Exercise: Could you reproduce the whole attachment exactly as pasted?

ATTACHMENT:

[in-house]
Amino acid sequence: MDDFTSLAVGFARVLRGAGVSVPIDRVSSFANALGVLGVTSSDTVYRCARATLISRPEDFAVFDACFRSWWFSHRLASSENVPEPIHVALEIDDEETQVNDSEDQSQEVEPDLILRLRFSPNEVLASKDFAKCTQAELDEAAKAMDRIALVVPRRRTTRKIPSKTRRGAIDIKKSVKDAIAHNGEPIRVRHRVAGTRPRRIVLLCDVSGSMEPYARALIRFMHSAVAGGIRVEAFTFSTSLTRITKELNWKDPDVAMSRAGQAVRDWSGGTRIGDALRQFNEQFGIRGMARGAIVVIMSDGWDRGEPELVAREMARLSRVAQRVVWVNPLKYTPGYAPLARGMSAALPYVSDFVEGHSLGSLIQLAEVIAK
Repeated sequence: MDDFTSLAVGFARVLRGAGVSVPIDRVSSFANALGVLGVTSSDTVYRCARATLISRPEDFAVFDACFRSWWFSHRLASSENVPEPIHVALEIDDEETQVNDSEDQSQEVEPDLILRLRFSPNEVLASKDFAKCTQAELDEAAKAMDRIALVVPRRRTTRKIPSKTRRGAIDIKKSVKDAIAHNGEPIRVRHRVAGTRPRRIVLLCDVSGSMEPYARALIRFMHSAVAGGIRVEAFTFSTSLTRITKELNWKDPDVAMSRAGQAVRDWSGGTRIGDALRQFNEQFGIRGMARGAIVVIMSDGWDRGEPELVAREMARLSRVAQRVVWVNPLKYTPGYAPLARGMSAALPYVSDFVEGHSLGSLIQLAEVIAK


[in-house]
Amino acid sequence: MDDFTSLAVGFARVLRGAGVSVPIDRVSSFANALGVLGVTSSDTVYRCARATLISRPEDFAVFDACFRSWWFSHRLASSENVPEPIHVALEIDDEETQVNDSEDQSQEVEPDLILRLRFSPNEVLASKDFAKCTQAELDEAAKAMDRIALVVPRRRTTRKIPSKTRRGAIDIKKSVKDAIAHNGEPIRVRHRVAGTRPRRIVLLCDVSGSMEPYARALIRFMHSAVAGGIRVEAFTFSTSLTRITKELNWKDPDVAMSRAGQAVRDWSGGTRIGDALRQFNEQFGIRGMARGAIVVIMSDGWDRGEPELVAREMARLSRVAQRVVWVNPLKYTPGYAPLARGMSAALPYVSDFVEGHSLGSLIQLAEVIAK
Repeated sequence: MDDFTSLAVGFARVLRGAGVSVPIDRVSSFANALGVLGVTSSDTVYRCARATLISRPEDFAVFDACFRSWWFSHRLASSENVPEPIHVALEIDDEETQVNDSEDQSQEVEPDLILRLRFSPNEVLASKDFAKCTQAELDEAAKAMDRIALVVPRRRTTRKIPSKTRRGAIDIKKSVKDAIAHNGEPIRVRHRVAGTRPRRIVLLCDVSGSMEPYARALIRFMHSAVAGGIRVEAFTFSTSLTRITKELNWKDPDVAMSRAGQAVRDWSGGTRIGDALRQFNEQFGIRGMARGAIVVIMSDGWDRGEPELVAREMARLSRVAQRVVWVNPLKYTPGYAPLARGMSAALPYVSDFVEGHSLGSLIQLAEVIAK